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Central Dalmatia Travel Guide

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Central Dalmatia Restaurants

Eateries fall into two main categories: you can eat in a restoran (restaurant) or konoba (tavern). Restaurants are more formal affairs, catering mainly to tourists and offering Croatian cuisine plus a choice of popular international dishes. In contrast, a konoba serves typical regional dishes; many offer a merenda (cut-price lunch), and at those you are likely to see locals

In contrast, a konoba serves typical regional dishes; many offer a merenda (cut-price lunch), and at those you are likely to see locals as well as tourists. Central Dalmatian specialties are mainly seafood-based. Rižot (risotto) reflects the region's historic ties with Venice, as does brodet (fish stewed in a rich tomato, onion, and wine sauce). Fish are divided into two categories: white fish, including brancin (branzino, or sea bass) and san pjero (John Dory), being the more expensive, while blue fish, including srdele (sardines) and skuša (mackerel) are cheaper but less frequently on offer. In restaurants, be aware that fresh fish is priced by the kilogram, so prices vary dramatically depending on how big your fish is.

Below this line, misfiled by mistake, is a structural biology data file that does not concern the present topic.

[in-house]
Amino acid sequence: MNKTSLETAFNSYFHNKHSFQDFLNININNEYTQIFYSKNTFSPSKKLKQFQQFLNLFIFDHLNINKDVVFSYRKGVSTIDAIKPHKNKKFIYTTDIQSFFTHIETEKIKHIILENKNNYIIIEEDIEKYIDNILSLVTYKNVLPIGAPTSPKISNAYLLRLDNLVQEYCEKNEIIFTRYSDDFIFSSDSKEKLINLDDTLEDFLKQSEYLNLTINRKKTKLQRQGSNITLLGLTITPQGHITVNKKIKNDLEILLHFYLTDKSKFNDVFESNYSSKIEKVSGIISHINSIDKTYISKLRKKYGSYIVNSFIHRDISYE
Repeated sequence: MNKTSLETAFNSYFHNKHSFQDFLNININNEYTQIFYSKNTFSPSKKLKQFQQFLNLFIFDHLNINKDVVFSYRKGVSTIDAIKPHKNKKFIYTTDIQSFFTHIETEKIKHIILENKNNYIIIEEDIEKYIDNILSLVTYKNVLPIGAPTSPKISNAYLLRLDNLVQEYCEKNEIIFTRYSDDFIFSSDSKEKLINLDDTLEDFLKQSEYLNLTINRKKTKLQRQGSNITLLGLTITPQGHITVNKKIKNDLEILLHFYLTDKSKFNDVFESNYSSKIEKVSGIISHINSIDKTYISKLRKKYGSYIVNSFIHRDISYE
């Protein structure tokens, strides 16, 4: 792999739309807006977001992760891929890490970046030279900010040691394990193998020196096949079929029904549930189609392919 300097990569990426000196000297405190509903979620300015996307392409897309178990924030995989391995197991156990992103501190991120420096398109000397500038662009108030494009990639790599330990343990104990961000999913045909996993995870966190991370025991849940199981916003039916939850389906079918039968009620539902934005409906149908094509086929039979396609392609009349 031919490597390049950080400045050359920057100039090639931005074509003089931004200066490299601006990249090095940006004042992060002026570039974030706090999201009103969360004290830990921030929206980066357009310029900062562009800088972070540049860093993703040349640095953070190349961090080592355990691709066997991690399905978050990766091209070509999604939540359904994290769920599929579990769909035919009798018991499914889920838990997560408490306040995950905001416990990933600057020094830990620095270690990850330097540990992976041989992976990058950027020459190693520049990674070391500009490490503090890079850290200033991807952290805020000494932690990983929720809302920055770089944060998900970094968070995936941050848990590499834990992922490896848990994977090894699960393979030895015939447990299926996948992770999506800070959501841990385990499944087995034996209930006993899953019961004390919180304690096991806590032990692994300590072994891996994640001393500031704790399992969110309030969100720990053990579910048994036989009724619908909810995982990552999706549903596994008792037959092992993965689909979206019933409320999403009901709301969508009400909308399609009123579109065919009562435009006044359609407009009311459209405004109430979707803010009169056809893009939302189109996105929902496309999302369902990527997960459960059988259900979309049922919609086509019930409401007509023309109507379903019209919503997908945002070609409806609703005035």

Low season runs from November through April, when many hotels and restaurants close completely, the exception being over the New Year's period, when some of the more sophisticated establishments (for example in Hvar Town) open their doors for the holidays. At this time of year the weather is unreliable, but if you're lucky you could find yourself drinking morning coffee in the sunshine below a deep blue sky, albeit against a backdrop of snowcapped mountains.

However, for most people the best time to visit is midseason, May through June and September through October. During these periods you'll miss the crowds, the weather should be sunny and dry, and the sea will be warm enough to swim in; the region's hotels and restaurants will be open, but their pace slow enough to lend an air of true relaxation.

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